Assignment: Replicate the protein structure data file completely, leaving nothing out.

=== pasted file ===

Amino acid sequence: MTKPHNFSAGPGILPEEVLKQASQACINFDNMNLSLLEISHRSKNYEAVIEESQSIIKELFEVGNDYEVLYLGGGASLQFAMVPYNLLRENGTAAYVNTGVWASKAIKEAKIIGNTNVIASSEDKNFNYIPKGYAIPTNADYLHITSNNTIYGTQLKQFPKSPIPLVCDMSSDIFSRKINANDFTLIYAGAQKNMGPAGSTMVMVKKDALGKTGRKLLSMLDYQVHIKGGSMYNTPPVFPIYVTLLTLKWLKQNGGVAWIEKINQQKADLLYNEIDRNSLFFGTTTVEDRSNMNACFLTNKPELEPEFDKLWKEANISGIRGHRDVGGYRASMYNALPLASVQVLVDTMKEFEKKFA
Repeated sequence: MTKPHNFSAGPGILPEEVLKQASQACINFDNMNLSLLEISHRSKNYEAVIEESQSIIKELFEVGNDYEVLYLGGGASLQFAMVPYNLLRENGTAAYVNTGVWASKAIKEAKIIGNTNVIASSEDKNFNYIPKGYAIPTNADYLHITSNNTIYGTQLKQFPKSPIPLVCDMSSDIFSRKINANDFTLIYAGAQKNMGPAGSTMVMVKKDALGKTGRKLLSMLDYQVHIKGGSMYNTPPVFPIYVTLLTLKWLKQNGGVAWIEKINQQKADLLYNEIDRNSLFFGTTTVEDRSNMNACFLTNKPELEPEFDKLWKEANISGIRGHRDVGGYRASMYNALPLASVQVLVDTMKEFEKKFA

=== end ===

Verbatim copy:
Amino acid sequence: MTKPHNFSAGPGILPEEVLKQASQACINFDNMNLSLLEISHRSKNYEAVIEESQSIIKELFEVGNDYEVLYLGGGASLQFAMVPYNLLRENGTAAYVNTGVWASKAIKEAKIIGNTNVIASSEDKNFNYIPKGYAIPTNADYLHITSNNTIYGTQLKQFPKSPIPLVCDMSSDIFSRKINANDFTLIYAGAQKNMGPAGSTMVMVKKDALGKTGRKLLSMLDYQVHIKGGSMYNTPPVFPIYVTLLTLKWLKQNGGVAWIEKINQQKADLLYNEIDRNSLFFGTTTVEDRSNMNACFLTNKPELEPEFDKLWKEANISGIRGHRDVGGYRASMYNALPLASVQVLVDTMKEFEKKFA
Repeated sequence: MTKPHNFSAGPGILPEEVLKQASQACINFDNMNLSLLEISHRSKNYEAVIEESQSIIKELFEVGNDYEVLYLGGGASLQFAMVPYNLLRENGTAAYVNTGVWASKAIKEAKIIGNTNVIASSEDKNFNYIPKGYAIPTNADYLHITSNNTIYGTQLKQFPKSPIPLVCDMSSDIFSRKINANDFTLIYAGAQKNMGPAGSTMVMVKKDALGKTGRKLLSMLDYQVHIKGGSMYNTPPVFPIYVTLLTLKWLKQNGGVAWIEKINQQKADLLYNEIDRNSLFFGTTTVEDRSNMNACFLTNKPELEPEFDKLWKEANISGIRGHRDVGGYRASMYNALPLASVQVLVDTMKEFEKKFA